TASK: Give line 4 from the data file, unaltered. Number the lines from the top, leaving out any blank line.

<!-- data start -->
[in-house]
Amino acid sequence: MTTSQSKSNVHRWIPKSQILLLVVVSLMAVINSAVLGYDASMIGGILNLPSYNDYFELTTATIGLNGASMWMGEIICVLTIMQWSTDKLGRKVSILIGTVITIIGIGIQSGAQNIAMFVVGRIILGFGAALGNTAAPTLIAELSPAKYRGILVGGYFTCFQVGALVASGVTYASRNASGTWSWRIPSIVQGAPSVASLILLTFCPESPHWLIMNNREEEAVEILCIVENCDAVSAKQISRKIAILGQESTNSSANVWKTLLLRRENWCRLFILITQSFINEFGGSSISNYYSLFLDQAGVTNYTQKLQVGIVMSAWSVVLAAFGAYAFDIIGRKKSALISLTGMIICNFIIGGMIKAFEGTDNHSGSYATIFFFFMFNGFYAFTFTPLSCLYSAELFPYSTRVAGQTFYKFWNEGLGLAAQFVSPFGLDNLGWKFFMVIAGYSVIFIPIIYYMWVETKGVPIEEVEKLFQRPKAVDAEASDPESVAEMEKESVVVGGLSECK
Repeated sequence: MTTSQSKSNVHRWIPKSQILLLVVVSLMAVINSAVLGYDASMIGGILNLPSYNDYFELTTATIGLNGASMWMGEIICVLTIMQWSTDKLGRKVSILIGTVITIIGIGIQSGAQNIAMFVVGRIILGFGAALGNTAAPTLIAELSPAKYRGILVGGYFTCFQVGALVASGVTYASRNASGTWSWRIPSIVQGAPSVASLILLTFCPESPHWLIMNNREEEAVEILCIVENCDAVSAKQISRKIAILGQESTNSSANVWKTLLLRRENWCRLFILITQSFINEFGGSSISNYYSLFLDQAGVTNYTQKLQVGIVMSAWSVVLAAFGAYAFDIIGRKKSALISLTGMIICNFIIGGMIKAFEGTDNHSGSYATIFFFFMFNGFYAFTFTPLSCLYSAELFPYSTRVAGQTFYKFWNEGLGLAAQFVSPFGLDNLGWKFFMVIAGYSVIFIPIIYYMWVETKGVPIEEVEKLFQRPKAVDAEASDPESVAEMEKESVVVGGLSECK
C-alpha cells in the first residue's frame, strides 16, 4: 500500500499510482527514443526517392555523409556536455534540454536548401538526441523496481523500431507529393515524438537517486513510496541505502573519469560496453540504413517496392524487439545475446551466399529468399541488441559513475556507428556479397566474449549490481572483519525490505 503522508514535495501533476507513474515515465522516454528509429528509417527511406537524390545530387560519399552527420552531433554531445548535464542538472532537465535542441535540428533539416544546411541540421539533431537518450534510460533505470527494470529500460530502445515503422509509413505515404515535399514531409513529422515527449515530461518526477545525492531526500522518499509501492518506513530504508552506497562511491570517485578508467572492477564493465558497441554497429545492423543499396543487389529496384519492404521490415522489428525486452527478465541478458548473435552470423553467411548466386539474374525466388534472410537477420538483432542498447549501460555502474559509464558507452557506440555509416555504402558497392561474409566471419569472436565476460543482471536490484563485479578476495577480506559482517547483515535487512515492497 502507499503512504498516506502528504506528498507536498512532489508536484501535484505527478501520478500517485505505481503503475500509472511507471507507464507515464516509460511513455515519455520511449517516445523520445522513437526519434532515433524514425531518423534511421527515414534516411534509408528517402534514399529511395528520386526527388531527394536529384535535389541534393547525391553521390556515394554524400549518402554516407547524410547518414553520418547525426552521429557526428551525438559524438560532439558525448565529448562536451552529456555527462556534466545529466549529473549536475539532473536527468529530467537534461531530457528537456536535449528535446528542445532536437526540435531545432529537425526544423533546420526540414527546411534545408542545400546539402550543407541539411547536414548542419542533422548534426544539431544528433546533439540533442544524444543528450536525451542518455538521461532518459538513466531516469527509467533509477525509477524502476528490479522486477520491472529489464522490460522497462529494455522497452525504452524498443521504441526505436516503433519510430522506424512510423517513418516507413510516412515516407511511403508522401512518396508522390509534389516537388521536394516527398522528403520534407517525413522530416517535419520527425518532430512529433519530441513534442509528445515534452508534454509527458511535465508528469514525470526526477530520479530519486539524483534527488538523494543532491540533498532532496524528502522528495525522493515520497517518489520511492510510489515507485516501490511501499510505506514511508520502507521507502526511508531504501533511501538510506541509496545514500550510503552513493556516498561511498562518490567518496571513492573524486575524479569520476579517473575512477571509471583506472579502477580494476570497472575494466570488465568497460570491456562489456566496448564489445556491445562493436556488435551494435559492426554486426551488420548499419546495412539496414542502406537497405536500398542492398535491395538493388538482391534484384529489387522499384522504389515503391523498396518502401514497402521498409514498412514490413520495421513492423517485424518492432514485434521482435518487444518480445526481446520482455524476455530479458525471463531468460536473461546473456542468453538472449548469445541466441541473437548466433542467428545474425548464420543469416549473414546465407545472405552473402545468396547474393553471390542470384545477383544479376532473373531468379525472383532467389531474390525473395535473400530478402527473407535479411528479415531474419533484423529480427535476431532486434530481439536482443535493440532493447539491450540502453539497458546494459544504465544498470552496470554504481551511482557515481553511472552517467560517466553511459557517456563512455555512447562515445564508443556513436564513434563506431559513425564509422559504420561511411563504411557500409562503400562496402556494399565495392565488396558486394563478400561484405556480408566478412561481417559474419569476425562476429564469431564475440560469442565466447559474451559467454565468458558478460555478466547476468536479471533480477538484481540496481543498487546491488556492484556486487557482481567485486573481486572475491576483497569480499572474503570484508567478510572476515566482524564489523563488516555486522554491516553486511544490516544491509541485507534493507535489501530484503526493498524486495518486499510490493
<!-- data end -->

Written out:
C-alpha cells in the first residue's frame, strides 16, 4: 500500500499510482527514443526517392555523409556536455534540454536548401538526441523496481523500431507529393515524438537517486513510496541505502573519469560496453540504413517496392524487439545475446551466399529468399541488441559513475556507428556479397566474449549490481572483519525490505 503522508514535495501533476507513474515515465522516454528509429528509417527511406537524390545530387560519399552527420552531433554531445548535464542538472532537465535542441535540428533539416544546411541540421539533431537518450534510460533505470527494470529500460530502445515503422509509413505515404515535399514531409513529422515527449515530461518526477545525492531526500522518499509501492518506513530504508552506497562511491570517485578508467572492477564493465558497441554497429545492423543499396543487389529496384519492404521490415522489428525486452527478465541478458548473435552470423553467411548466386539474374525466388534472410537477420538483432542498447549501460555502474559509464558507452557506440555509416555504402558497392561474409566471419569472436565476460543482471536490484563485479578476495577480506559482517547483515535487512515492497 502507499503512504498516506502528504506528498507536498512532489508536484501535484505527478501520478500517485505505481503503475500509472511507471507507464507515464516509460511513455515519455520511449517516445523520445522513437526519434532515433524514425531518423534511421527515414534516411534509408528517402534514399529511395528520386526527388531527394536529384535535389541534393547525391553521390556515394554524400549518402554516407547524410547518414553520418547525426552521429557526428551525438559524438560532439558525448565529448562536451552529456555527462556534466545529466549529473549536475539532473536527468529530467537534461531530457528537456536535449528535446528542445532536437526540435531545432529537425526544423533546420526540414527546411534545408542545400546539402550543407541539411547536414548542419542533422548534426544539431544528433546533439540533442544524444543528450536525451542518455538521461532518459538513466531516469527509467533509477525509477524502476528490479522486477520491472529489464522490460522497462529494455522497452525504452524498443521504441526505436516503433519510430522506424512510423517513418516507413510516412515516407511511403508522401512518396508522390509534389516537388521536394516527398522528403520534407517525413522530416517535419520527425518532430512529433519530441513534442509528445515534452508534454509527458511535465508528469514525470526526477530520479530519486539524483534527488538523494543532491540533498532532496524528502522528495525522493515520497517518489520511492510510489515507485516501490511501499510505506514511508520502507521507502526511508531504501533511501538510506541509496545514500550510503552513493556516498561511498562518490567518496571513492573524486575524479569520476579517473575512477571509471583506472579502477580494476570497472575494466570488465568497460570491456562489456566496448564489445556491445562493436556488435551494435559492426554486426551488420548499419546495412539496414542502406537497405536500398542492398535491395538493388538482391534484384529489387522499384522504389515503391523498396518502401514497402521498409514498412514490413520495421513492423517485424518492432514485434521482435518487444518480445526481446520482455524476455530479458525471463531468460536473461546473456542468453538472449548469445541466441541473437548466433542467428545474425548464420543469416549473414546465407545472405552473402545468396547474393553471390542470384545477383544479376532473373531468379525472383532467389531474390525473395535473400530478402527473407535479411528479415531474419533484423529480427535476431532486434530481439536482443535493440532493447539491450540502453539497458546494459544504465544498470552496470554504481551511482557515481553511472552517467560517466553511459557517456563512455555512447562515445564508443556513436564513434563506431559513425564509422559504420561511411563504411557500409562503400562496402556494399565495392565488396558486394563478400561484405556480408566478412561481417559474419569476425562476429564469431564475440560469442565466447559474451559467454565468458558478460555478466547476468536479471533480477538484481540496481543498487546491488556492484556486487557482481567485486573481486572475491576483497569480499572474503570484508567478510572476515566482524564489523563488516555486522554491516553486511544490516544491509541485507534493507535489501530484503526493498524486495518486499510490493